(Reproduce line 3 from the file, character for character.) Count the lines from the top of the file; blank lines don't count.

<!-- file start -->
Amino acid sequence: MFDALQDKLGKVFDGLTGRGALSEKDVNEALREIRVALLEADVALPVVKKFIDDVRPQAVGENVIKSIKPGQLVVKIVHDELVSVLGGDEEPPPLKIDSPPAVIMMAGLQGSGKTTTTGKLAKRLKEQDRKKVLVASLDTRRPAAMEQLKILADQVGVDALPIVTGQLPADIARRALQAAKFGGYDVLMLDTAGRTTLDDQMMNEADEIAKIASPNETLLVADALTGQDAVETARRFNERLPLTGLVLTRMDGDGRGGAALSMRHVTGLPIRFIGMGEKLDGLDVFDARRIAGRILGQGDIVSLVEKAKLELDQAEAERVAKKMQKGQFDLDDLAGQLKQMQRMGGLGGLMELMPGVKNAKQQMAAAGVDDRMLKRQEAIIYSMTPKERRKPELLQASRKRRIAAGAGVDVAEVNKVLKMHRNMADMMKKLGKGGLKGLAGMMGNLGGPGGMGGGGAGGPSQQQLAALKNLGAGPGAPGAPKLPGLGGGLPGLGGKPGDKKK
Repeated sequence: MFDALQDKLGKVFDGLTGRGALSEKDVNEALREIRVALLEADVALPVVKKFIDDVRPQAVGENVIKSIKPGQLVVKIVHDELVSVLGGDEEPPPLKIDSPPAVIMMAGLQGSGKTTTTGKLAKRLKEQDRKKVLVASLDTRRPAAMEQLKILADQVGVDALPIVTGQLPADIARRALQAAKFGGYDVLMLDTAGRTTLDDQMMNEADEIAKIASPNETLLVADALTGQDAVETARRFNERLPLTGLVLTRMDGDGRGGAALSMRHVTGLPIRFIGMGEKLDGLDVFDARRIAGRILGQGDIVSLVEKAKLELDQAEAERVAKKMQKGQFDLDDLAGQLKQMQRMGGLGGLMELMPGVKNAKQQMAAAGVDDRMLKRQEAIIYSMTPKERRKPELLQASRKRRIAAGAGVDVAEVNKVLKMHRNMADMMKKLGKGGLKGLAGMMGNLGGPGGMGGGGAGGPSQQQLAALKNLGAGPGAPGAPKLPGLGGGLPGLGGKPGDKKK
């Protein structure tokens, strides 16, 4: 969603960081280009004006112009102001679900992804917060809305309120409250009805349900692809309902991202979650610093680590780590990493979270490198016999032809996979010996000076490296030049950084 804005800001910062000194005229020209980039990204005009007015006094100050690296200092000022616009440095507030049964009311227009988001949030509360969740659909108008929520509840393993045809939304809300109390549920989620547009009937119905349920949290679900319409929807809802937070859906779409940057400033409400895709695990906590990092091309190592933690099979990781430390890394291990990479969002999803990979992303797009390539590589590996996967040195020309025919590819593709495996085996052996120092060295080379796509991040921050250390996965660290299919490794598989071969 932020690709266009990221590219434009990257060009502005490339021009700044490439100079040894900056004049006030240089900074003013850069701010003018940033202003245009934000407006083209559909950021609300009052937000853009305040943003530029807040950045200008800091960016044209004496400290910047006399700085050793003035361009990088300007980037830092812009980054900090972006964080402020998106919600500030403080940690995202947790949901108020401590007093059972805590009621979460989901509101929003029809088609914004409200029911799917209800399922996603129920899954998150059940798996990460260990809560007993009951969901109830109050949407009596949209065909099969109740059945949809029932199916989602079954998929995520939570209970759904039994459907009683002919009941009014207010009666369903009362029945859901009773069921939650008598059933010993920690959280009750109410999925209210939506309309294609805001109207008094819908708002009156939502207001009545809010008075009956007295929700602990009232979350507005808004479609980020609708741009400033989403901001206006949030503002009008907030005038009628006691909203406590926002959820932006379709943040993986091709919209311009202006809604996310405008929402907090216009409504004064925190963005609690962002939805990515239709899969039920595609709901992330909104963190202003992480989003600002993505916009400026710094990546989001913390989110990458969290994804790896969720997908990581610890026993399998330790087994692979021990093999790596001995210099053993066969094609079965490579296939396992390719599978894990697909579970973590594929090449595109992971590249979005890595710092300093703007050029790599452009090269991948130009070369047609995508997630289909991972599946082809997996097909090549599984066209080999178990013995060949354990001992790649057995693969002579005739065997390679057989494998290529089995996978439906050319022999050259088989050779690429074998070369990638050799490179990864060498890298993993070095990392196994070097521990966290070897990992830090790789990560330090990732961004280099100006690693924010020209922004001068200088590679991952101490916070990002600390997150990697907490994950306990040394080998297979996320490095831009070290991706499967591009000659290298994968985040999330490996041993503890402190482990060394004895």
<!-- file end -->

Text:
């Protein structure tokens, strides 16, 4: 969603960081280009004006112009102001679900992804917060809305309120409250009805349900692809309902991202979650610093680590780590990493979270490198016999032809996979010996000076490296030049950084 804005800001910062000194005229020209980039990204005009007015006094100050690296200092000022616009440095507030049964009311227009988001949030509360969740659909108008929520509840393993045809939304809300109390549920989620547009009937119905349920949290679900319409929807809802937070859906779409940057400033409400895709695990906590990092091309190592933690099979990781430390890394291990990479969002999803990979992303797009390539590589590996996967040195020309025919590819593709495996085996052996120092060295080379796509991040921050250390996965660290299919490794598989071969 932020690709266009990221590219434009990257060009502005490339021009700044490439100079040894900056004049006030240089900074003013850069701010003018940033202003245009934000407006083209559909950021609300009052937000853009305040943003530029807040950045200008800091960016044209004496400290910047006399700085050793003035361009990088300007980037830092812009980054900090972006964080402020998106919600500030403080940690995202947790949901108020401590007093059972805590009621979460989901509101929003029809088609914004409200029911799917209800399922996603129920899954998150059940798996990460260990809560007993009951969901109830109050949407009596949209065909099969109740059945949809029932199916989602079954998929995520939570209970759904039994459907009683002919009941009014207010009666369903009362029945859901009773069921939650008598059933010993920690959280009750109410999925209210939506309309294609805001109207008094819908708002009156939502207001009545809010008075009956007295929700602990009232979350507005808004479609980020609708741009400033989403901001206006949030503002009008907030005038009628006691909203406590926002959820932006379709943040993986091709919209311009202006809604996310405008929402907090216009409504004064925190963005609690962002939805990515239709899969039920595609709901992330909104963190202003992480989003600002993505916009400026710094990546989001913390989110990458969290994804790896969720997908990581610890026993399998330790087994692979021990093999790596001995210099053993066969094609079965490579296939396992390719599978894990697909579970973590594929090449595109992971590249979005890595710092300093703007050029790599452009090269991948130009070369047609995508997630289909991972599946082809997996097909090549599984066209080999178990013995060949354990001992790649057995693969002579005739065997390679057989494998290529089995996978439906050319022999050259088989050779690429074998070369990638050799490179990864060498890298993993070095990392196994070097521990966290070897990992830090790789990560330090990732961004280099100006690693924010020209922004001068200088590679991952101490916070990002600390997150990697907490994950306990040394080998297979996320490095831009070290991706499967591009000659290298994968985040999330490996041993503890402190482990060394004895």